How Female Founders Overcome Bias in Business !


Launching your own startup is full of challenges and obstacles, but raising funds can be one of the most vital yet twisted aspects of all! However, for female Founders, this journey can be even more slippery.


According to a recent research report by the Boston Consulting Group, in partnership with US accelerator group MassChallenge, discovered that female business founders pitching for investment capital receive significantly less than their male counterparts. 


Nowadays Women Founders dread the fundraising process. Most of them are thoroughly convinced about the bias involved, which is not wrong! Researches also reveal that investors tend to ask different questions on demo days to women entrepreneurs than male entrepreneurs. 


Although most of it might be unconsciously done, our basis for ideas related to gender is so deeply embedded that an investor who thinks he or she is treating women and men the same, probably isn’t.  Women Entrepreneurs who want to maximize their shots of finalizing deals with investors on their demo day need to learn how to navigate their paths through such sets of questions!


Following are tips and tricks on how to respond to certain questions on your demo day, control the direction of the conversation, and keep bringing it back to the business and the amazing opportunity it presents.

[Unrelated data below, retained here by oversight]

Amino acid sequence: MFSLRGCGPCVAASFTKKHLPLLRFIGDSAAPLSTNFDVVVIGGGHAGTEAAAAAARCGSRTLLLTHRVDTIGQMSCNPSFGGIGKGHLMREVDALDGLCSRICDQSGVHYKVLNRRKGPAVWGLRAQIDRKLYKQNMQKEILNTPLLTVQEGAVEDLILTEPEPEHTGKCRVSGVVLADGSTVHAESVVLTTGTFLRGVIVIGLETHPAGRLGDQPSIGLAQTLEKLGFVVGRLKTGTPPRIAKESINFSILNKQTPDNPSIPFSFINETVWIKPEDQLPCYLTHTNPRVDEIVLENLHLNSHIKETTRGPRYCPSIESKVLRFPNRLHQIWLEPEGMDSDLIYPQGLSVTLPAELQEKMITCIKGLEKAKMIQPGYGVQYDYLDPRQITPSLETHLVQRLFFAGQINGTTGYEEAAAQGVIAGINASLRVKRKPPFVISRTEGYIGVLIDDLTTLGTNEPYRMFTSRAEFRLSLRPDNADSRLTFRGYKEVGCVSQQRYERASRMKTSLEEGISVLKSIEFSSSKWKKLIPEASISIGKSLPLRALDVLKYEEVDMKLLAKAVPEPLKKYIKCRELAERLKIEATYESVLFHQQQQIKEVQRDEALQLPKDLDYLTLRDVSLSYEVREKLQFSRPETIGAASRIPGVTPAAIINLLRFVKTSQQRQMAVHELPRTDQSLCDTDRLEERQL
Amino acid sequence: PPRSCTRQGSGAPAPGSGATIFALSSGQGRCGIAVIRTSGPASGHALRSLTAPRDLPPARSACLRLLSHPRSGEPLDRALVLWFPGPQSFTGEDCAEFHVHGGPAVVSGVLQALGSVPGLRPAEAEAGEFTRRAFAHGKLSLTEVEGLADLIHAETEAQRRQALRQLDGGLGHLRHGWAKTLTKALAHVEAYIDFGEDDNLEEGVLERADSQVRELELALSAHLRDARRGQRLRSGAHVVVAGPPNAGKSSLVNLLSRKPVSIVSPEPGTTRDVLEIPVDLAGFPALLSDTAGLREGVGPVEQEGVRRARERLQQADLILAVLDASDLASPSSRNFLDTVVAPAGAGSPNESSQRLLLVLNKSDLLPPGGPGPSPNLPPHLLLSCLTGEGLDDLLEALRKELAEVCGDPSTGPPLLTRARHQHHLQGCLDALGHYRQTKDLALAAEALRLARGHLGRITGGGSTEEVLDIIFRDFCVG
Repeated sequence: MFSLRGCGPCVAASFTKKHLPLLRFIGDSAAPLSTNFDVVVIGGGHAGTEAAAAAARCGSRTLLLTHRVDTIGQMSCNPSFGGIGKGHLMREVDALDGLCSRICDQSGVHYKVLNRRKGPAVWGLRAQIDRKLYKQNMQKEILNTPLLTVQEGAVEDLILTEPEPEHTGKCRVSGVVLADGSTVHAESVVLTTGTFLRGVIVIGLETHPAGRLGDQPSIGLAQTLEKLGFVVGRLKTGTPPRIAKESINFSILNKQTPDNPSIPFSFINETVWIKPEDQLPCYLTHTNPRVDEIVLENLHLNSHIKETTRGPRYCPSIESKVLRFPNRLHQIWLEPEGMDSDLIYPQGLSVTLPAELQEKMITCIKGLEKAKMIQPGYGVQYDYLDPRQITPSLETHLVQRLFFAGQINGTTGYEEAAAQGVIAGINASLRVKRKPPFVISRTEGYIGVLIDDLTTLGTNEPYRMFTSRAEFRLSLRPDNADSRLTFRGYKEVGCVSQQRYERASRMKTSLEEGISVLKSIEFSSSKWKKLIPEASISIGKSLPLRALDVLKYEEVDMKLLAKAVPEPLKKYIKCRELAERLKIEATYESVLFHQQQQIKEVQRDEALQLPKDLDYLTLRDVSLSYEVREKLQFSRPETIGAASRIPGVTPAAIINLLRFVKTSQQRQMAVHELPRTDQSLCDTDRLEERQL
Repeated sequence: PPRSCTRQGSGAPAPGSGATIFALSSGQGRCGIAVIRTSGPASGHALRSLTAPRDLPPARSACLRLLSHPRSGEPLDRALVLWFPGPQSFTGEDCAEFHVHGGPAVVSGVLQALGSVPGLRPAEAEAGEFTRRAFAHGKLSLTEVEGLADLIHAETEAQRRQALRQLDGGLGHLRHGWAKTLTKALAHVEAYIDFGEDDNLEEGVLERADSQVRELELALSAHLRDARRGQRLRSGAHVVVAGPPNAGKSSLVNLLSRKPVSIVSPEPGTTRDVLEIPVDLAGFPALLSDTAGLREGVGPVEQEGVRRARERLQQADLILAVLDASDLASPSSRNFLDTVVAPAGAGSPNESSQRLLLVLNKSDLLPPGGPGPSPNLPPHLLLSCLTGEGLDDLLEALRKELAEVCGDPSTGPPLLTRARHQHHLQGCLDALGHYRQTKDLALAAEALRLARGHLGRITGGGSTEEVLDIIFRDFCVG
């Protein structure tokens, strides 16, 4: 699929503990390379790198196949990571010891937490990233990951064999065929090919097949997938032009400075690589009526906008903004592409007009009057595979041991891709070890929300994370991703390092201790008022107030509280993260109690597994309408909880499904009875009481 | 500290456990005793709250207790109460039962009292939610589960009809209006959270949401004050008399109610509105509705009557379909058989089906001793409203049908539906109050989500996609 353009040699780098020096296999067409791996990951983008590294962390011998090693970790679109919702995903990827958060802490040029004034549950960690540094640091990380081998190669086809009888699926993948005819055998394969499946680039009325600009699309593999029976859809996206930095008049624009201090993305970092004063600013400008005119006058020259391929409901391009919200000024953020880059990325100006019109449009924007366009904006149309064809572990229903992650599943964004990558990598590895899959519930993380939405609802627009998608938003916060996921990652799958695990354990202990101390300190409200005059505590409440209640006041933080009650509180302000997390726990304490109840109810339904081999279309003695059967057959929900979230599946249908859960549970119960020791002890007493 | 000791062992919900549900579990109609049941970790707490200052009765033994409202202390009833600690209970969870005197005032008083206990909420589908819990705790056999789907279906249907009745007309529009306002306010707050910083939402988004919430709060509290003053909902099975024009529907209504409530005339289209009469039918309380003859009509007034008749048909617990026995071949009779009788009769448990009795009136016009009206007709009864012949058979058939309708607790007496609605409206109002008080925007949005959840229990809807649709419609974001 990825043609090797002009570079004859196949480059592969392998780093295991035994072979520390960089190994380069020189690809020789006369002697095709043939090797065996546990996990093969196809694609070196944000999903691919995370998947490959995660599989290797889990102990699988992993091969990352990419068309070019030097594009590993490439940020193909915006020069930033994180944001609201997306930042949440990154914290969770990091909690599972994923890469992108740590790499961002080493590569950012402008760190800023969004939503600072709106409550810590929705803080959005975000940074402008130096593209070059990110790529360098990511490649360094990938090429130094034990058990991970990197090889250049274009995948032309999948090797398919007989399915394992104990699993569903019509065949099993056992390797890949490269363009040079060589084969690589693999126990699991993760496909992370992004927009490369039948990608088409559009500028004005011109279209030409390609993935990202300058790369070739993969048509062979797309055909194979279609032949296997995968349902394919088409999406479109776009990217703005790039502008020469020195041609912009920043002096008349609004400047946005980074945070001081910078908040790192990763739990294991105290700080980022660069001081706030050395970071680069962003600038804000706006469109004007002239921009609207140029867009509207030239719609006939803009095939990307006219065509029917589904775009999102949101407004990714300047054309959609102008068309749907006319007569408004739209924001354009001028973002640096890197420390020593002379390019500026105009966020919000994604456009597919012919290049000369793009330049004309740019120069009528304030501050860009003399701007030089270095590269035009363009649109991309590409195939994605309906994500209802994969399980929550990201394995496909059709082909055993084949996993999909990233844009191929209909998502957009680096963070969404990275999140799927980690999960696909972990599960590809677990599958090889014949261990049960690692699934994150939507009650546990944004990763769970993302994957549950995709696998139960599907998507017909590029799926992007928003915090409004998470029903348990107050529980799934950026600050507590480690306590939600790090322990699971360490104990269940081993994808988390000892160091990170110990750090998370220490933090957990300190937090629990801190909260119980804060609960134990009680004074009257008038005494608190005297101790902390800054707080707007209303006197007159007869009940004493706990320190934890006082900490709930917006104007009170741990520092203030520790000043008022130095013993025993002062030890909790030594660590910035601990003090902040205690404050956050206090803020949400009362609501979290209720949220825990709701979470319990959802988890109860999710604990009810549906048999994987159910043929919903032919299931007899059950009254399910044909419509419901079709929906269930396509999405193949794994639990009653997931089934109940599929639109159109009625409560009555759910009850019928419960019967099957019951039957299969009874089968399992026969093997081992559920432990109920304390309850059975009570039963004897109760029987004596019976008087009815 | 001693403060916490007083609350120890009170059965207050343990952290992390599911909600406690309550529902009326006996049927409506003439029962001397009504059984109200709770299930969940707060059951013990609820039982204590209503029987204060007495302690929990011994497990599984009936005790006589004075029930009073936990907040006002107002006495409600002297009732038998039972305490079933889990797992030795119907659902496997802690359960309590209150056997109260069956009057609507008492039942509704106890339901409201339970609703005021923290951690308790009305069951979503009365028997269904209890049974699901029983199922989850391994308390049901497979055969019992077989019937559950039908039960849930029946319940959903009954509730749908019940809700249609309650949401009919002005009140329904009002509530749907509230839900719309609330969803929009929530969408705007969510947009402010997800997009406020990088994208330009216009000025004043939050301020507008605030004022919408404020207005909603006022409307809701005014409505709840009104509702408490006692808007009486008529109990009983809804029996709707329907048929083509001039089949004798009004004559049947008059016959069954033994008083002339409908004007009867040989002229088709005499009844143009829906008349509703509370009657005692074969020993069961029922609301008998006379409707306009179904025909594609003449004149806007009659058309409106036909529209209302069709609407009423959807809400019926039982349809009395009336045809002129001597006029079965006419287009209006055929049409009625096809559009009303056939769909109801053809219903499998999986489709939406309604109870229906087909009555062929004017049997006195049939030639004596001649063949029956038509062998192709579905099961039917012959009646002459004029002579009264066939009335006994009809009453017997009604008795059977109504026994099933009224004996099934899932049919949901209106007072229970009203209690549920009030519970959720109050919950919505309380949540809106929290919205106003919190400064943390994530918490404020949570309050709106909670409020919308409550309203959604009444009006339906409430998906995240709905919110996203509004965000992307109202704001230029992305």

Full disclosure: Most of what we’ve written here is going to sound sexist. Well, it is!

Women Founders don't have to twist their way of functioning to get the investments, they so rightfully deserve. We truly hope that society’s idea about gender evolves with time, but this is going with the flow for now! 


Can I meet your boss?

In a recent blog by an international media agency, Nicola Hazell, director of SheStarts, the female-focused arm of Australian accelerator Blue Chilli, says recent research shows nothing new.


Hazell mentioned, in conversations between startups and investors, male founders are more likely to be asked questions focused on what they are going to do, what are the prospects of their startup, and what new they can bring to the table. Women founders, on the other hand, are more likely to be quizzed on what issues they need to address, and what they will do to make sure they don’t fail.


The questions “lead to a negative, not a positive,” Hazell says, meaning females have to “jump over a higher bar to access funding”.


Much more than just money !


According to Hazell, the reason behind investment imbalance is that most of the investors are male. Getting money into a startup is about “much more than just the dollar sign”, she exclaims.


Generally, startups search for investors who can bring value to the business in terms of advice, mentorship, and connections. And investors wish to support individuals they can relate to.


Navigating your way to close the deal!


According to industry experts, one of the few vital aspects to consider is the presentation of yourself on your demo day! The key to which is confidence in yourself and the services and products that you offer. You must be able to present how passionate you are about your dreams and most of all, your faith in your brand!


Some experts emphasize the fact that not all investors have to be your investors, hence founders are advised not to stress much on breaking the deal, rather presenting their true selves, because you never know what triggers the investor and when.


However, in most scenarios,  founders that come across as confident won’t experience some of the challenges associated with being a woman in business.